Perspectives: February 2018

 Your Business’s Health Is Our Business, Too

The New Year’s holiday has come and gone, and most of our New Year’s resolutions are already starting to falter, if they have not been dropped completely. One of the most common resolutions is to improve our health—whether it is to lose weight, eat better or exercise more. Health-related resolutions are a good way to start the year, and I know I perform better when I’m exercising regularly and at an ideal weight.

Of course, it’s only after I start exercising and getting back into shape that I realize how far I had let myself go. Sometimes the catalyst to notice I’m getting out of shape is when my pants get a little tight, while other times the scale is my wake-up call (or the fact that I’m avoiding getting on the scale at all).

Our businesses also have signs indicating their health, to which we must pay attention. 

In sales, we often focus on how much the next commission check will be to determine our financial health. Some salespeople wisely look further at key performance indicators such as the number of outstanding quotes or number of appointments. In general business, we focus on monthly financials with a careful eye on our revenue and expenses. These are valuable and critical indicators of our business’s overall health.

In addition to looking at your monthly balance sheet and income statement (or commission check), specifically focusing on traditional key performance indicators (KPIs) will help your business remain healthy. Very common KPIs used by salespeople and business owners in our industry include:

  • Sales growth
  • Sales pipeline/funnel
  • Margin and margin trends
  • Cash flow

Meanwhile, your business (including those of you in sales, since you essentially run your own business) may have “health issues” not reflected on the financial statements or KPI dashboards. These issues can cause an otherwise healthy business to falter in the long term. Often these challenges can be brought on by outside forces such as a new competitor, a loss of a key contributor, disruptive technology, a significant change in the market, a recession or myriad other reasons.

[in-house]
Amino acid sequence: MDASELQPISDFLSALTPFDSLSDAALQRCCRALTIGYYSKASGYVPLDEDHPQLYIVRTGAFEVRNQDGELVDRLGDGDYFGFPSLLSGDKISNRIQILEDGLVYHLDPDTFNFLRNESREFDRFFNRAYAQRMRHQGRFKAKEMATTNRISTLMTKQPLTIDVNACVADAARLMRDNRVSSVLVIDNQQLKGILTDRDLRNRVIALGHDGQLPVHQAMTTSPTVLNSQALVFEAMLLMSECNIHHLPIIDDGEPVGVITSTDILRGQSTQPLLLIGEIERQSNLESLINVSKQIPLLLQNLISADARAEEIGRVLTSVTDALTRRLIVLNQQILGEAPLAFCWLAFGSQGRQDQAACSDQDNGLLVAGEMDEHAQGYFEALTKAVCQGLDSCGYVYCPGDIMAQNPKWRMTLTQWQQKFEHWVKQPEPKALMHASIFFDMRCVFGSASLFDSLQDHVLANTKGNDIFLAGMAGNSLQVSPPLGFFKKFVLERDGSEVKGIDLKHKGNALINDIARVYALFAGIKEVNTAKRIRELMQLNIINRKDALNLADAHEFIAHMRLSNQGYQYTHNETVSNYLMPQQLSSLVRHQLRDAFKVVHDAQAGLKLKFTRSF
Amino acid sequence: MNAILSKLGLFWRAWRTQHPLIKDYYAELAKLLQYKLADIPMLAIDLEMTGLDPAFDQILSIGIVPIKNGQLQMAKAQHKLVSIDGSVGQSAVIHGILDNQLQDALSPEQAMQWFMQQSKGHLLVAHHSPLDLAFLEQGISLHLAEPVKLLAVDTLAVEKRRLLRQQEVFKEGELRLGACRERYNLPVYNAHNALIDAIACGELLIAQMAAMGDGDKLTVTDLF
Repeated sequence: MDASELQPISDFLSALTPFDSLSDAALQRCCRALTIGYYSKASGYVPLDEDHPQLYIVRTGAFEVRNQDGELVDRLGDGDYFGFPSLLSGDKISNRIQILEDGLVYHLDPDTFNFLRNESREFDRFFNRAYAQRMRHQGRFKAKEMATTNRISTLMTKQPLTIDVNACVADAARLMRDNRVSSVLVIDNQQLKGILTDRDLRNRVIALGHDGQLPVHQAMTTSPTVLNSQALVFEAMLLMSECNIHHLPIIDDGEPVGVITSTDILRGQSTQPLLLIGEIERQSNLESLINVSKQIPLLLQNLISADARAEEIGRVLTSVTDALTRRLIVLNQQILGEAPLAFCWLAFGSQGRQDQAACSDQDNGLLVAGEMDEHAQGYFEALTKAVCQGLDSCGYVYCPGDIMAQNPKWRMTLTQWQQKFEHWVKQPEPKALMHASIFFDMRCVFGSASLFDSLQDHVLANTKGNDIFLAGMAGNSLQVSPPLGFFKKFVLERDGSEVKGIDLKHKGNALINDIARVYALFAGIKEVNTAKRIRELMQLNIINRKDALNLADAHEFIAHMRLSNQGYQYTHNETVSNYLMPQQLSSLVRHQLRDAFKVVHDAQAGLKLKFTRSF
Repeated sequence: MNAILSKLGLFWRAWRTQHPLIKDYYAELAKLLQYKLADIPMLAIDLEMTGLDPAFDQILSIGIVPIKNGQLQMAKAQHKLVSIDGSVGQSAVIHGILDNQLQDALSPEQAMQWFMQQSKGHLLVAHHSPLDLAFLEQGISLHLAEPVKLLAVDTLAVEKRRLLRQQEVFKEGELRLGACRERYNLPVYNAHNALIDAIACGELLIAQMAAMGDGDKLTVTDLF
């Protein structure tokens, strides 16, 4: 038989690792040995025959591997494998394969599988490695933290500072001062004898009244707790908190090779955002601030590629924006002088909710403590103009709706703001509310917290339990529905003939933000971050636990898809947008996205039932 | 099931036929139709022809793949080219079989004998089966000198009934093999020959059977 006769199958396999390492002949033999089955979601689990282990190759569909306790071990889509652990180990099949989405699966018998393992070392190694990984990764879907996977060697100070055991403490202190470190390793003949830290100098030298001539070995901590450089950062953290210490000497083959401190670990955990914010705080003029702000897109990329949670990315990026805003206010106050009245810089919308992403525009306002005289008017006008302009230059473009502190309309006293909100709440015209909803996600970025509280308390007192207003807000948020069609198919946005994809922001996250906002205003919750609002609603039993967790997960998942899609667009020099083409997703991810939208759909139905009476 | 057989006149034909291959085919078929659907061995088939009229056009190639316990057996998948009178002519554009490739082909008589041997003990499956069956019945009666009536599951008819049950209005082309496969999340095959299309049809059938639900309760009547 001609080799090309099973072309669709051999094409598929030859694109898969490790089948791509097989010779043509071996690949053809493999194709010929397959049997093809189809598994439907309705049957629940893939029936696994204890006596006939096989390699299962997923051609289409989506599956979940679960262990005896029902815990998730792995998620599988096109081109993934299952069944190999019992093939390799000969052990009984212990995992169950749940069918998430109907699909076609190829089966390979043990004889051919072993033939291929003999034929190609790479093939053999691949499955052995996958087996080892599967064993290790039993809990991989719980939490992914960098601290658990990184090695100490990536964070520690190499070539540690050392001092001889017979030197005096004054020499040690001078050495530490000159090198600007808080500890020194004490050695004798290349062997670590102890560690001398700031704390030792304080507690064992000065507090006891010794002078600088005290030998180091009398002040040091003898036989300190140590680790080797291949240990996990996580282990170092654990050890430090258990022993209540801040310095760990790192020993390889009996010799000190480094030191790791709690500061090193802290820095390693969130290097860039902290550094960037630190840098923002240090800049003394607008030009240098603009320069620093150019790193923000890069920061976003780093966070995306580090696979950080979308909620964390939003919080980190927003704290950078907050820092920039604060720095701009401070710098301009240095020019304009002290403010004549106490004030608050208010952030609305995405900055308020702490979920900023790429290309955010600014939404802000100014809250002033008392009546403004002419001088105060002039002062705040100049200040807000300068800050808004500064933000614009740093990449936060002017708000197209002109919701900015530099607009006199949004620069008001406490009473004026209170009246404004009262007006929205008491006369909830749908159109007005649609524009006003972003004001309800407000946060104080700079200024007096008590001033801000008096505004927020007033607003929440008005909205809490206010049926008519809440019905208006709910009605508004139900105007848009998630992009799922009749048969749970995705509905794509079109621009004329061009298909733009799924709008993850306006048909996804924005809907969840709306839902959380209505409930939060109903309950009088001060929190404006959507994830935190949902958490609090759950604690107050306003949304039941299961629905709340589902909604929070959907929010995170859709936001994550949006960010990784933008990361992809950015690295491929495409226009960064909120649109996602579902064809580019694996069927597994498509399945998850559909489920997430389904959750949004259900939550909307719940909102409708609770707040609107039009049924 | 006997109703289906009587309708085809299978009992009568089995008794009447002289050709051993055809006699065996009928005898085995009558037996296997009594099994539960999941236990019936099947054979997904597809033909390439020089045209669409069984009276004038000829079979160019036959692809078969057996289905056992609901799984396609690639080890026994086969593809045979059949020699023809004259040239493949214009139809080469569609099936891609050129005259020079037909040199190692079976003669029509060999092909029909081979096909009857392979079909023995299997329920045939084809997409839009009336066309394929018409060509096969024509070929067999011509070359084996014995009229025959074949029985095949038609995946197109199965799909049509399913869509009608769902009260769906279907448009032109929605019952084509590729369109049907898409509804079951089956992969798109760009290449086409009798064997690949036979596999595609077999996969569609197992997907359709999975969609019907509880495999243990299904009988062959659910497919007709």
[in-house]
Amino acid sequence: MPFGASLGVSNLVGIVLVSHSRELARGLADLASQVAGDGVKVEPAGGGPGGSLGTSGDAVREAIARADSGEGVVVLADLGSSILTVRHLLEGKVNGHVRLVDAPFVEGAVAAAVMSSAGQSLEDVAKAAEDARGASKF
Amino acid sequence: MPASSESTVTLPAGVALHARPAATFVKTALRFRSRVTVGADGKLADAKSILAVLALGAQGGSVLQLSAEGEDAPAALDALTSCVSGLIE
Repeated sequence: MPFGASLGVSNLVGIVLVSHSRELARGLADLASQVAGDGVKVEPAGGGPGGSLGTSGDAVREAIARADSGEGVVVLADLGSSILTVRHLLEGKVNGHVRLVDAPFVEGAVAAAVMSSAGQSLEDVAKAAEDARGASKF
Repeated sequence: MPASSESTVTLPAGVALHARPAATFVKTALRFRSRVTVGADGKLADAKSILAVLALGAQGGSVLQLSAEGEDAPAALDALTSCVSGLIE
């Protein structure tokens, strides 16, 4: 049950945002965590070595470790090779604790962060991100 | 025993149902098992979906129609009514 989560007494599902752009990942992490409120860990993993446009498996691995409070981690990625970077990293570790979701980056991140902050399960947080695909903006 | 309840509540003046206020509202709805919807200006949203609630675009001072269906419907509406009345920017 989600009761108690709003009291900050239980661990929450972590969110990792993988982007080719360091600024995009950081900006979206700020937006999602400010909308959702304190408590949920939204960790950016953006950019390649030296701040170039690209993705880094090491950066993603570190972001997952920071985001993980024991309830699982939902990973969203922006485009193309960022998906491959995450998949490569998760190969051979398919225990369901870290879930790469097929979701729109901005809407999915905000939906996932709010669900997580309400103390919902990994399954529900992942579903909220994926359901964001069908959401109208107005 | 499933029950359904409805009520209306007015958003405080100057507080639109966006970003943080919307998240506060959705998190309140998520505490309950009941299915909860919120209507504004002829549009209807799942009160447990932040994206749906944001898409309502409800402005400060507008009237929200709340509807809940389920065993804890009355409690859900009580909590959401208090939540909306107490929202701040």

Looking outside your business and beyond your financials is the primary motivation for PPAI to help members use and leverage strategic foresight. Strategic foresight is not a product that you can buy—it’s a combination of information provided by expert sources (including PPAI) coupled with your own efforts to apply the foresight to your business. One of the tools PPAI offers is the very insightful ITR quarterly market outlook survey. It’s used by businesses of all sizes to prepare for the next quarter and the coming years, and it provides forecasts specific to our industry as well as the overall economy. 

To access the comprehensive report at no charge, become a contributor to PPAI’s quarterly Market Outlook Survey (contact PPAI Research Coordinator Moumita Das at MoD@ppai.org for more details). It’s a valuable report that will help you see what’s happening outside your business.  

In addition to the ITR report, PPAI is investing in additional resources to provide our members valuable insights to apply to their business health. This most notably comes from the first-rate speakers at all PPAI events. At every PPAI event, you have the chance to hear from industry peers and external experts on topics that will help your business stay healthy for the long term. There are also myriad reports, research and news topics available to you on the new ppai.org website. 

Strategic foresight goes well beyond the ITR report and education—it also encompasses tools to help you build specific insights and projections for your business. PPAI has already begun training members and providing resources to help each business prepare for the future, and there is more to come. This year, make your business resolution to leverage strategic foresight and use some, if not all, of the strategic foresight components PPAI offers.  

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